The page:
The MySandyHookFamily website is intended to serve as a singular place of sharing, communication, and contact with the families of those who lost their lives that day. MySandyHookFamily.org allows us, … Read more >
To read the entire press release: Click here
NEWTOWN, Conn. (May 9, 2017) — The Newtown-Sandy Hook Community Foundation, Inc. (Foundation), in partnership with Walnut Hill Community Church and Regional Hospice and Palliative Care, recently sponsored a training by Columbia University in the Complicated Grief Treatment Model. Twenty area clinicians were trained over two days in the model which is a time-limited, targeted psychotherapy that has been tested and proven efficacious in three National Institute of Mental Health (NIMH) funded randomized controlled trials. In November the Foundation sponsored a one-day workshop for over 50 local clinicians, clergy, and others working with grieving individuals. That workshop provided a conceptual framework for understanding grief and adaptation to loss generally and in relation to complicated grief. If focused on strategies and procedures for screening, diagnosis and assessment of individuals with complicated grief and discuss how to differentiate this condition from major depression and post-traumatic stress. The follow up two-day workshop, held April 27 & 28, was for clinicians interested in more advanced training in the treatment model. The Foundation decided to sponsor the training after learning that there were no clinicians in Connecticut who were trained in the CGT model. “Individuals suffering with complicated grief should have access to treatment locally that has been proven to reduce distress in a large percentage of those who complete the 16 week protocol. We are excited to have been able to provide this training and build the treatment capacity in our community,” said Jennifer Barahona, Executive Director of the Foundation.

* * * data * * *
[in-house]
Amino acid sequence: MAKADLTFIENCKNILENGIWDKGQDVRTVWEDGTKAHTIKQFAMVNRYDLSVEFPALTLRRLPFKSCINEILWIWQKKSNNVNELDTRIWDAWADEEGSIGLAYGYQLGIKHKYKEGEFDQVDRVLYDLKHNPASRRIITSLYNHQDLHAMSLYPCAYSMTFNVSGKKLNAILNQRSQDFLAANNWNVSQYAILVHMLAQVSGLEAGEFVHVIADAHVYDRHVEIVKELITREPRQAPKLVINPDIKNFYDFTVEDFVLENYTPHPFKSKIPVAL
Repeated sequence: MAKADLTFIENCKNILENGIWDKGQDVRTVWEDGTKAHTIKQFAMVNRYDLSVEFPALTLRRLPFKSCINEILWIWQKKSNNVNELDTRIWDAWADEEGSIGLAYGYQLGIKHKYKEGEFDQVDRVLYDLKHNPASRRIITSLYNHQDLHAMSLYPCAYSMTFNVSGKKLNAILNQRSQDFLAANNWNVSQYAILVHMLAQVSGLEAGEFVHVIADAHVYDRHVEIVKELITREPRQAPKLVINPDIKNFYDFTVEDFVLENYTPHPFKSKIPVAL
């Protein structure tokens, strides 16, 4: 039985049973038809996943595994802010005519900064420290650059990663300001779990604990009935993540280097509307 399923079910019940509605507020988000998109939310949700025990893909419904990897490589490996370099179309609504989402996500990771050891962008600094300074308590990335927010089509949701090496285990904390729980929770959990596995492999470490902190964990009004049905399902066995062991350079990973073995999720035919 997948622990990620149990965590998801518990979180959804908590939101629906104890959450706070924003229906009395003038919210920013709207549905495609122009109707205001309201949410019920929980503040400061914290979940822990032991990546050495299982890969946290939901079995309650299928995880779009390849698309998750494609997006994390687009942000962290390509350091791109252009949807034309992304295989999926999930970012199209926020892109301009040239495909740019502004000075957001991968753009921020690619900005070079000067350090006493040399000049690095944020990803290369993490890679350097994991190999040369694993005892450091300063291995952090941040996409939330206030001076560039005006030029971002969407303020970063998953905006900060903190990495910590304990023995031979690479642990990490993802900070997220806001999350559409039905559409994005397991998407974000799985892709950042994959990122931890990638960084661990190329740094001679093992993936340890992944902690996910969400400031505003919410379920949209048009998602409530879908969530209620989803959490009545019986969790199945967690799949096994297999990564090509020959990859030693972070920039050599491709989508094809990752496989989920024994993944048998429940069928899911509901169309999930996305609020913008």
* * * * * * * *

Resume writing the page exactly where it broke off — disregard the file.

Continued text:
We are excited to share that we will be offering the Youth Brain Health First Aid Course on Saturday, 6/3!
Have you taken the Adult Brain Health Course but want to learn additional skills to apply your knowledge to assist youth?
Youth Brain Health First Aid is a course in which you will be certified to recognize potential signs and symptoms of youth in a brain health crisis and learn ways to appropriately respond. You can learn more about the National BHFA courses here.The course includes 8 hours of instruction, a course manual, snacks, a completion certificate, and a fun environment. Courses typically cost around $250 – The Avielle Foundation and the Resiliency Center of Newtown are offering it to you for free. We are also grateful to our hosts, Parent Connection.
We require a minimum of 10 participants for the course to take place and participants must attend the full 8 hours of class time to receive each certification. There will be plenty of breaks with snacks and drinks, however lunch will not be provided.
Brain Health courses are intended to support the brain health of our Newtown community and those who live and work here, and are therefore offered for no cost. We also invite all others who are interested from neighboring communities- students (15 years and up), parents, teachers, school staff, family, friends, health care providers, law enforcement, and anybody interested. We suggest a $50 donation from non-Newtown residents.
Youth Brain Health First Aid will be offered on Saturday, June 3rd. The course will be held at Parent Connection, 2 Washington Square, Fairfield Hills Campus, Newtown (Enter Fairfield Hills, right onto Keatings Farm, right onto Washington)
If this date doesn’t work for you, we will also be offering the following courses in 2017- click your preferred date to pre-register:
Published: May 1, 2017
Newtown Bee, Eliza Hallaback
Newtown High School students involved in Unified Sports and Best Buddies recently teamed up to run the school’s annual campaign to “Ban the ‘R’ Word.”
The NHS Best Buddies chapter fosters friendships between high school students and students with special needs, and the Unified Sports program offers competitive sports opportunities for special needs students and assistance by partners, some of whom are traditional high school athletes.
The NHS Best Buddies and Unified Sports program first teamed up to “Spread the word to end the word” last school year, but the campaign has been an annual one at the school for the Best Buddies group. Read More Here